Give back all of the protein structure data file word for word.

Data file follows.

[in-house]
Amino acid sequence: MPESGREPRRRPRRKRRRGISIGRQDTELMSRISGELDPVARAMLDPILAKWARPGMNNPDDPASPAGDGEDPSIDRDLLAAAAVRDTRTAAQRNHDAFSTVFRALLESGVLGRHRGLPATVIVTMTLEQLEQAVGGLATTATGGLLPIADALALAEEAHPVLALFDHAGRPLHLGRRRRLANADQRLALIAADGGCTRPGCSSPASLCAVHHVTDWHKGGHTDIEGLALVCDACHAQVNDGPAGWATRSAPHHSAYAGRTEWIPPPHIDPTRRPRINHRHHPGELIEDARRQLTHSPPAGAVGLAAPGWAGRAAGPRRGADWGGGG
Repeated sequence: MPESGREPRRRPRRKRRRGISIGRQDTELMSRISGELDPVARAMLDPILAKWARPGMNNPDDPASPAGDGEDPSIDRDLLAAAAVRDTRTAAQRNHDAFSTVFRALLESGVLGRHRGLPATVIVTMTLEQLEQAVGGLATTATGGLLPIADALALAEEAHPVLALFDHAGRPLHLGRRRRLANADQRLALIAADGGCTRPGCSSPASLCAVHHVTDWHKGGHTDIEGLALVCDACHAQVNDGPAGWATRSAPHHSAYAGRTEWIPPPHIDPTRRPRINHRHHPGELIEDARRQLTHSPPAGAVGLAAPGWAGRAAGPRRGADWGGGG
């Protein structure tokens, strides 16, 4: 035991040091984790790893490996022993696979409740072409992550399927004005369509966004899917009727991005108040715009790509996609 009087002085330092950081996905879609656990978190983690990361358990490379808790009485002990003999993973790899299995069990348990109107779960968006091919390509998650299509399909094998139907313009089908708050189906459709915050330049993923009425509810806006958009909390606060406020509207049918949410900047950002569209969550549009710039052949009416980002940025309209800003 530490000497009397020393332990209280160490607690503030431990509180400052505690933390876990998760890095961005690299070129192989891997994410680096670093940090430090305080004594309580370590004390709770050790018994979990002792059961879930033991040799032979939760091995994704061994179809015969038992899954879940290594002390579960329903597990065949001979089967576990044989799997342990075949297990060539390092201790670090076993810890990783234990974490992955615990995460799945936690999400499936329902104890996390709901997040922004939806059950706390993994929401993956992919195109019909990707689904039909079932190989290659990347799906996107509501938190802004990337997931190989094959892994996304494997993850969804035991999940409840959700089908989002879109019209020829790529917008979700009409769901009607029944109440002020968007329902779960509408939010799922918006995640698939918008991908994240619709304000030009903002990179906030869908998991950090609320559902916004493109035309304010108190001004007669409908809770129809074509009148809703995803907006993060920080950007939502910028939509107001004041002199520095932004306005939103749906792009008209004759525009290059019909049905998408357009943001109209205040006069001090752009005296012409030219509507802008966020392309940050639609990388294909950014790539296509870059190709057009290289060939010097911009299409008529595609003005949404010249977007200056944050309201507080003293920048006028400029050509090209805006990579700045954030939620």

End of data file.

[in-house]
Amino acid sequence: MPESGREPRRRPRRKRRRGISIGRQDTELMSRISGELDPVARAMLDPILAKWARPGMNNPDDPASPAGDGEDPSIDRDLLAAAAVRDTRTAAQRNHDAFSTVFRALLESGVLGRHRGLPATVIVTMTLEQLEQAVGGLATTATGGLLPIADALALAEEAHPVLALFDHAGRPLHLGRRRRLANADQRLALIAADGGCTRPGCSSPASLCAVHHVTDWHKGGHTDIEGLALVCDACHAQVNDGPAGWATRSAPHHSAYAGRTEWIPPPHIDPTRRPRINHRHHPGELIEDARRQLTHSPPAGAVGLAAPGWAGRAAGPRRGADWGGGG
Repeated sequence: MPESGREPRRRPRRKRRRGISIGRQDTELMSRISGELDPVARAMLDPILAKWARPGMNNPDDPASPAGDGEDPSIDRDLLAAAAVRDTRTAAQRNHDAFSTVFRALLESGVLGRHRGLPATVIVTMTLEQLEQAVGGLATTATGGLLPIADALALAEEAHPVLALFDHAGRPLHLGRRRRLANADQRLALIAADGGCTRPGCSSPASLCAVHHVTDWHKGGHTDIEGLALVCDACHAQVNDGPAGWATRSAPHHSAYAGRTEWIPPPHIDPTRRPRINHRHHPGELIEDARRQLTHSPPAGAVGLAAPGWAGRAAGPRRGADWGGGG
């Protein structure tokens, strides 16, 4: 035991040091984790790893490996022993696979409740072409992550399927004005369509966004899917009727991005108040715009790509996609 009087002085330092950081996905879609656990978190983690990361358990490379808790009485002990003999993973790899299995069990348990109107779960968006091919390509998650299509399909094998139907313009089908708050189906459709915050330049993923009425509810806006958009909390606060406020509207049918949410900047950002569209969550549009710039052949009416980002940025309209800003 530490000497009397020393332990209280160490607690503030431990509180400052505690933390876990998760890095961005690299070129192989891997994410680096670093940090430090305080004594309580370590004390709770050790018994979990002792059961879930033991040799032979939760091995994704061994179809015969038992899954879940290594002390579960329903597990065949001979089967576990044989799997342990075949297990060539390092201790670090076993810890990783234990974490992955615990995460799945936690999400499936329902104890996390709901997040922004939806059950706390993994929401993956992919195109019909990707689904039909079932190989290659990347799906996107509501938190802004990337997931190989094959892994996304494997993850969804035991999940409840959700089908989002879109019209020829790529917008979700009409769901009607029944109440002020968007329902779960509408939010799922918006995640698939918008991908994240619709304000030009903002990179906030869908998991950090609320559902916004493109035309304010108190001004007669409908809770129809074509009148809703995803907006993060920080950007939502910028939509107001004041002199520095932004306005939103749906792009008209004759525009290059019909049905998408357009943001109209205040006069001090752009005296012409030219509507802008966020392309940050639609990388294909950014790539296509870059190709057009290289060939010097911009299409008529595609003005949404010249977007200056944050309201507080003293920048006028400029050509090209805006990579700045954030939620």